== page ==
Medical motivation

It is important to understand the difference between VR users and the main targeted community for BMI. The field of BMI has rapidly developed because it may give mobility to people who suffer from neuromuscular disabilities [351]. Examples include driving a wheelchair and moving a prosthetic limb by using thoughts alone. The first mental control system was built by Jacques Vidal in the 1970s [331,332], and since that time many systems have been built using several kinds of neural signals. In all cases, it takes a significant amount of training and skill to operate these interfaces. People with motor disabilities may be highly motivated to include hours of daily practice as part of their therapy routine, but this would not be the case for the majority of VR users. One interesting problem in training is that trainees require feedback, which is a perfect application of VR. The controller in the VR system is essentially replaced by the output of the signal processing system that analyzes the neural signals. The user can thus practice moving a virtual wheelchair or prosthetic limb while receiving visual feedback from a VR system. This prevents them from injuring themselves or damaging equipment or furnishings while practicing.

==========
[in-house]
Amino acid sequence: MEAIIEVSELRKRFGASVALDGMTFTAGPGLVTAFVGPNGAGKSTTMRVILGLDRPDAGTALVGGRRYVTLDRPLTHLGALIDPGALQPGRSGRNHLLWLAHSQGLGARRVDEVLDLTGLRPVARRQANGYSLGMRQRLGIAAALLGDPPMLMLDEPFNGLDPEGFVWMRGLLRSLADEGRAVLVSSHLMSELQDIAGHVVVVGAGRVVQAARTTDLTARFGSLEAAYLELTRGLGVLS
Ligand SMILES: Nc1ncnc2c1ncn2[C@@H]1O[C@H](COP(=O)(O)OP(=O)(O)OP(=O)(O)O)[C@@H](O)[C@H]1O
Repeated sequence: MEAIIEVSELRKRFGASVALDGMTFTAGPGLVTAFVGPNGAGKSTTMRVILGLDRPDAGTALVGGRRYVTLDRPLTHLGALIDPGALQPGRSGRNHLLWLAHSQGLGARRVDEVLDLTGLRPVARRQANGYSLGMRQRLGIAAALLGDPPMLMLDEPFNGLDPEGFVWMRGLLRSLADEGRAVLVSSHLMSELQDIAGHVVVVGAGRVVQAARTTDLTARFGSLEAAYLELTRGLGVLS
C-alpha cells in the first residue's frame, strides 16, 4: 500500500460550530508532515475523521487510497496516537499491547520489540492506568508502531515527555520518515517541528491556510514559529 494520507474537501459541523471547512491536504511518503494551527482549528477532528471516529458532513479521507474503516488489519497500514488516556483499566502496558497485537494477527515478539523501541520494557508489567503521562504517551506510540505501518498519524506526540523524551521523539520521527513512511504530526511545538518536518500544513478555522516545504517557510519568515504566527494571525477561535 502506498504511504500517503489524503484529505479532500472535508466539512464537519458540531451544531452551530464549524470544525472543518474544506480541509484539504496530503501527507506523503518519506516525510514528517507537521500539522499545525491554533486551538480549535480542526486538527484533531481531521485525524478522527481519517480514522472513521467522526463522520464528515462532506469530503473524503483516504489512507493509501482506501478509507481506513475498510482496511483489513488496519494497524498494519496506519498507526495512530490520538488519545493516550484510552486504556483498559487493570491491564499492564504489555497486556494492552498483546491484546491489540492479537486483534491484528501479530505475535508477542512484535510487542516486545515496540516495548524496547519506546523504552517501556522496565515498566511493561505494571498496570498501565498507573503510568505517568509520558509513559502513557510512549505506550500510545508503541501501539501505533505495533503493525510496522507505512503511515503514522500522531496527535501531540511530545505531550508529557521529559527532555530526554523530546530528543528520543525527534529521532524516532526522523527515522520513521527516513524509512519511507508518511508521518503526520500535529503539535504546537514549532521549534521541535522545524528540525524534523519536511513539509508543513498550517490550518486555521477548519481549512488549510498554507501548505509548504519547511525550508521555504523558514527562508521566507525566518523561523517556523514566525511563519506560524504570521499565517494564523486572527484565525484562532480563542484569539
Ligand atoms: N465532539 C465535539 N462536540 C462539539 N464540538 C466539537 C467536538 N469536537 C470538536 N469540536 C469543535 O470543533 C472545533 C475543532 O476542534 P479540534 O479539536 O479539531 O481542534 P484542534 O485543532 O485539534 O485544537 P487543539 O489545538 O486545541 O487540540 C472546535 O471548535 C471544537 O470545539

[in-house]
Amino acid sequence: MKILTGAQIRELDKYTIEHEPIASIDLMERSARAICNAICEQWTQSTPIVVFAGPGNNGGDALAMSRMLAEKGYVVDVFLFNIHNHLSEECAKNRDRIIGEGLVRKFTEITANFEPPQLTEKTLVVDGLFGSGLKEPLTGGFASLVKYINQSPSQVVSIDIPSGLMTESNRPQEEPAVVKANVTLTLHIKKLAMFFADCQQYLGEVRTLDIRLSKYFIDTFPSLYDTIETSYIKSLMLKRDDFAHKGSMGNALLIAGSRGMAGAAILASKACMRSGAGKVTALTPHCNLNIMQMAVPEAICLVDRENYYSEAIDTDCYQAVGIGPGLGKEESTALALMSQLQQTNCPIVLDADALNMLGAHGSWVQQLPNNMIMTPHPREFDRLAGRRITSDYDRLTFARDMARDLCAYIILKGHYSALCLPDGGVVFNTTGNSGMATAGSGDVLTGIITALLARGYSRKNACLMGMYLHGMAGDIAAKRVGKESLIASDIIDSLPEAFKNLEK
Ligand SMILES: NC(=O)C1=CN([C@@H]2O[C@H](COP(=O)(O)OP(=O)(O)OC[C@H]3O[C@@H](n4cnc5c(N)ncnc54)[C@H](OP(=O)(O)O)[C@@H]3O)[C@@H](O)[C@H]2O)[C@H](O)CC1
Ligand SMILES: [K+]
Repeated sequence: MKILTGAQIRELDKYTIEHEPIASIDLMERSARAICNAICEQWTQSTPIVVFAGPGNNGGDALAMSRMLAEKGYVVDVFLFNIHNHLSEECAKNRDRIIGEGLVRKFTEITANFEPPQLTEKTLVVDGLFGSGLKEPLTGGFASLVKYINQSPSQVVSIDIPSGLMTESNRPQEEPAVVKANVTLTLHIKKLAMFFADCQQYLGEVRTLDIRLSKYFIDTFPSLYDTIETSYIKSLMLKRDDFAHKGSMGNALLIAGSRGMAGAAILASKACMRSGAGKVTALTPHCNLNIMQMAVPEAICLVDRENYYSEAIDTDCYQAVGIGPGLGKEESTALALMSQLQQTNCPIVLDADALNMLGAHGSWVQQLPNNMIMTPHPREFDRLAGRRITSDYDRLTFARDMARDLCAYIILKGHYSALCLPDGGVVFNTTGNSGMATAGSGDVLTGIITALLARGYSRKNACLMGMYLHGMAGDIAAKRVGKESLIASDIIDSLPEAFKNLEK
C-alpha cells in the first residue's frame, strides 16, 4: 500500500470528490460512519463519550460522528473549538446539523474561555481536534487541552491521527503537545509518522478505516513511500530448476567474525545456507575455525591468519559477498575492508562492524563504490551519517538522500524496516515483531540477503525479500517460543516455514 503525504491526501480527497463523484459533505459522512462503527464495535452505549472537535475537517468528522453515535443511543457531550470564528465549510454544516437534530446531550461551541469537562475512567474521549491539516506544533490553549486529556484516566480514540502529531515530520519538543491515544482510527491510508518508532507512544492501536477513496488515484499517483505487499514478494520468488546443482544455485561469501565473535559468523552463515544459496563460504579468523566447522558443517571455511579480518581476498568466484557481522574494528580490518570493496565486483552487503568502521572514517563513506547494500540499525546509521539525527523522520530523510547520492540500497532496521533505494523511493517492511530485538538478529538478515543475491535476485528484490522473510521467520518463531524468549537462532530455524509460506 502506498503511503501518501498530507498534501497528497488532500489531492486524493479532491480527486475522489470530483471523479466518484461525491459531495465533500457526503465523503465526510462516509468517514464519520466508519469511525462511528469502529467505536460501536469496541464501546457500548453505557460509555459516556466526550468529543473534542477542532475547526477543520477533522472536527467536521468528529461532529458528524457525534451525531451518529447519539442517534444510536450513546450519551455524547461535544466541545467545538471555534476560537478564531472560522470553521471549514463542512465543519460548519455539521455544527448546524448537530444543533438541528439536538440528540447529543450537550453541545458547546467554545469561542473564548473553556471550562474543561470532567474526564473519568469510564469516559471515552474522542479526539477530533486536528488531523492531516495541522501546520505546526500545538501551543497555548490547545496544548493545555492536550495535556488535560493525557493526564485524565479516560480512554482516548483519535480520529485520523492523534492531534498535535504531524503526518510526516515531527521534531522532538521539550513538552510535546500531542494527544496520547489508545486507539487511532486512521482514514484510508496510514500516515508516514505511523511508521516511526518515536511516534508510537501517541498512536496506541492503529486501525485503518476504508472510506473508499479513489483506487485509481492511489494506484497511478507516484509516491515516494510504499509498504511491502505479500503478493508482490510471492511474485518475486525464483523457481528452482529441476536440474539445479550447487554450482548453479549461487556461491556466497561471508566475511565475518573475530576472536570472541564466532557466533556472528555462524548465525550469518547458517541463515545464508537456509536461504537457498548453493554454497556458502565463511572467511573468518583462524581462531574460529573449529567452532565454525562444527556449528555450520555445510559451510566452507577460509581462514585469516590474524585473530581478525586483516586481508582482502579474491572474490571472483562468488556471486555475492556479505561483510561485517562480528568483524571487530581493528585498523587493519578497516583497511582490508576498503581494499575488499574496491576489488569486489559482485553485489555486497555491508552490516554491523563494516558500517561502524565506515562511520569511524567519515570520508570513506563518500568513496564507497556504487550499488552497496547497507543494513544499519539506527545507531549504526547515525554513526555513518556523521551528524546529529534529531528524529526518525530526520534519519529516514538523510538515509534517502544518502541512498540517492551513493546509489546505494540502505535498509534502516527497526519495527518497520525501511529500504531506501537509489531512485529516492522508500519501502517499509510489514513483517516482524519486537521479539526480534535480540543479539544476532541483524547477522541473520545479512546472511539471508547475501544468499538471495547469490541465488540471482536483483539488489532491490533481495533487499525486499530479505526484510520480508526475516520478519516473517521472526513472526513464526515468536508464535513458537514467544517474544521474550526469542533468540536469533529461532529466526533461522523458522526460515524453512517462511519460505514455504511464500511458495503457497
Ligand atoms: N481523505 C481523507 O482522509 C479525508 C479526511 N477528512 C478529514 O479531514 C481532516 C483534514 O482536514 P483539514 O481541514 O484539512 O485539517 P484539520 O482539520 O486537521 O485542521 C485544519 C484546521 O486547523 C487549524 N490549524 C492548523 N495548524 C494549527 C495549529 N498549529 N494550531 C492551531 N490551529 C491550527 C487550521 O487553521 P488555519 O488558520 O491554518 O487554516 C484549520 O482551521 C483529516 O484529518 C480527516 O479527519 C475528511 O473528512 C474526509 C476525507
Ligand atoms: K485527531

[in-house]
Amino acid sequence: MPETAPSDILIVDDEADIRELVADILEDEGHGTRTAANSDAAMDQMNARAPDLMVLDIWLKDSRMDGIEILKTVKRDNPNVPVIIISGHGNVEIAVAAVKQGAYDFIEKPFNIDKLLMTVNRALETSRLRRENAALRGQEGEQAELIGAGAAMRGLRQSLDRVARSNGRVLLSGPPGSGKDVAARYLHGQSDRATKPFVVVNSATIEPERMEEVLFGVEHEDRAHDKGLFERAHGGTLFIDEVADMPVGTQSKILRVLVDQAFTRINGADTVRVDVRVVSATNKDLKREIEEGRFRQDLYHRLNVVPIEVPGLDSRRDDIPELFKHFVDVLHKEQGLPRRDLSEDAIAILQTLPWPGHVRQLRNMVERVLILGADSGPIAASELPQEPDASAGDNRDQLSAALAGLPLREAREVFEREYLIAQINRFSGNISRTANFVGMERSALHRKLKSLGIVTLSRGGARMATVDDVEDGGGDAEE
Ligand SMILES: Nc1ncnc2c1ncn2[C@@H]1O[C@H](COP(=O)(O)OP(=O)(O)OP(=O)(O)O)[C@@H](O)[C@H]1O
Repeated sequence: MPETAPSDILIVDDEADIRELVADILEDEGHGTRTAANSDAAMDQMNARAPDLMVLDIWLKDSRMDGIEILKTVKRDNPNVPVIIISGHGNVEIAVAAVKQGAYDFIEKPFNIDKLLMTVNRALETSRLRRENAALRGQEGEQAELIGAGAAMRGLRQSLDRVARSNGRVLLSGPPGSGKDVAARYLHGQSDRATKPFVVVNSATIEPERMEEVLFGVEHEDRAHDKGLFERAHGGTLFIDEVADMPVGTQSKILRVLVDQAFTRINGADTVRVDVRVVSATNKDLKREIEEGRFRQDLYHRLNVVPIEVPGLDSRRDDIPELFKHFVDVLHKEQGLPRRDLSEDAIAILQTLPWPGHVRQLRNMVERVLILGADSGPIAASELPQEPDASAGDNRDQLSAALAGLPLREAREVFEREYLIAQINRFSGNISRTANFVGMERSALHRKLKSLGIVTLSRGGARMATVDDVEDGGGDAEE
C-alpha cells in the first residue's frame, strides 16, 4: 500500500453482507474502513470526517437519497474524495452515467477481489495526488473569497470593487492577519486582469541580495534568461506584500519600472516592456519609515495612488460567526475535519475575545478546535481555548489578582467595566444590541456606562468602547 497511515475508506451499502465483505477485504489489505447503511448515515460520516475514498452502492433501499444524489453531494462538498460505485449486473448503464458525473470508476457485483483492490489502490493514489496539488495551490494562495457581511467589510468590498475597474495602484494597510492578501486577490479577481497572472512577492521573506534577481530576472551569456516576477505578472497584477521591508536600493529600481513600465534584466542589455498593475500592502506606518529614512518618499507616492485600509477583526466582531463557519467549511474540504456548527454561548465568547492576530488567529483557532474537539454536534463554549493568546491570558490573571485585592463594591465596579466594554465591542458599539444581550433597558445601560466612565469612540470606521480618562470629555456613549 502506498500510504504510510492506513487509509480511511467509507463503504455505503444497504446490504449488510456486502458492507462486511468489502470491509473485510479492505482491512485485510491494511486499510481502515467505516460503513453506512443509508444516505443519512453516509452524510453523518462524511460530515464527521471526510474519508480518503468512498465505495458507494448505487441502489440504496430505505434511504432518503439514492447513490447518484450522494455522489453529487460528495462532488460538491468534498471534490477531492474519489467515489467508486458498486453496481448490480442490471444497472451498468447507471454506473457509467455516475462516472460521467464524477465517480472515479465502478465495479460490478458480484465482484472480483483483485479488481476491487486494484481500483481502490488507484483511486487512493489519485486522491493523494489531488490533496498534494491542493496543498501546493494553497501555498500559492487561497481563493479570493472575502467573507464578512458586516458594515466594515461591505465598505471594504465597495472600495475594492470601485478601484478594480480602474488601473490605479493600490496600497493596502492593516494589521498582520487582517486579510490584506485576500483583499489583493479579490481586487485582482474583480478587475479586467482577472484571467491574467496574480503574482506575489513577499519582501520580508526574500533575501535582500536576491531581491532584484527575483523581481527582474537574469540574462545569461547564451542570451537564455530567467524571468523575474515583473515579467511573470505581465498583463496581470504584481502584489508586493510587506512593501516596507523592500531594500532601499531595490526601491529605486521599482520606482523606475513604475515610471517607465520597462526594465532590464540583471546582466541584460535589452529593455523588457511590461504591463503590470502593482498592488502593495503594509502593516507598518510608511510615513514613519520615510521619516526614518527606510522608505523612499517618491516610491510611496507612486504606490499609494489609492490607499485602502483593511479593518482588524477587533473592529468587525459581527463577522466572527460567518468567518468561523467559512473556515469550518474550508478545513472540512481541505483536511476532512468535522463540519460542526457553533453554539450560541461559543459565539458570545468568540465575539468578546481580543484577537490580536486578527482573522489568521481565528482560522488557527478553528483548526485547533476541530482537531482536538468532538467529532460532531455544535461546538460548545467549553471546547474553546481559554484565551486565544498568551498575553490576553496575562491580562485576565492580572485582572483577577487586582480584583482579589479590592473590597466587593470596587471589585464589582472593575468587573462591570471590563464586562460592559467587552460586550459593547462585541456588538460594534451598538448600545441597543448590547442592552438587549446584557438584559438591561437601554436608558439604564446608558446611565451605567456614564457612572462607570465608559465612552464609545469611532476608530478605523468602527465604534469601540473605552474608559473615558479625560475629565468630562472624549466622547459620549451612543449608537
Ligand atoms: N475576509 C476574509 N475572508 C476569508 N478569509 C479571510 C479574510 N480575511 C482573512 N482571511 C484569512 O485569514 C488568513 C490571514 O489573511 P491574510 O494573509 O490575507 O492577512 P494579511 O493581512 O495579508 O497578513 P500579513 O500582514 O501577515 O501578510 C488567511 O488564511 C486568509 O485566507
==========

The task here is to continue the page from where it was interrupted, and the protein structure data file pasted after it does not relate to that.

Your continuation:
Steven M LaValle 2016-12-31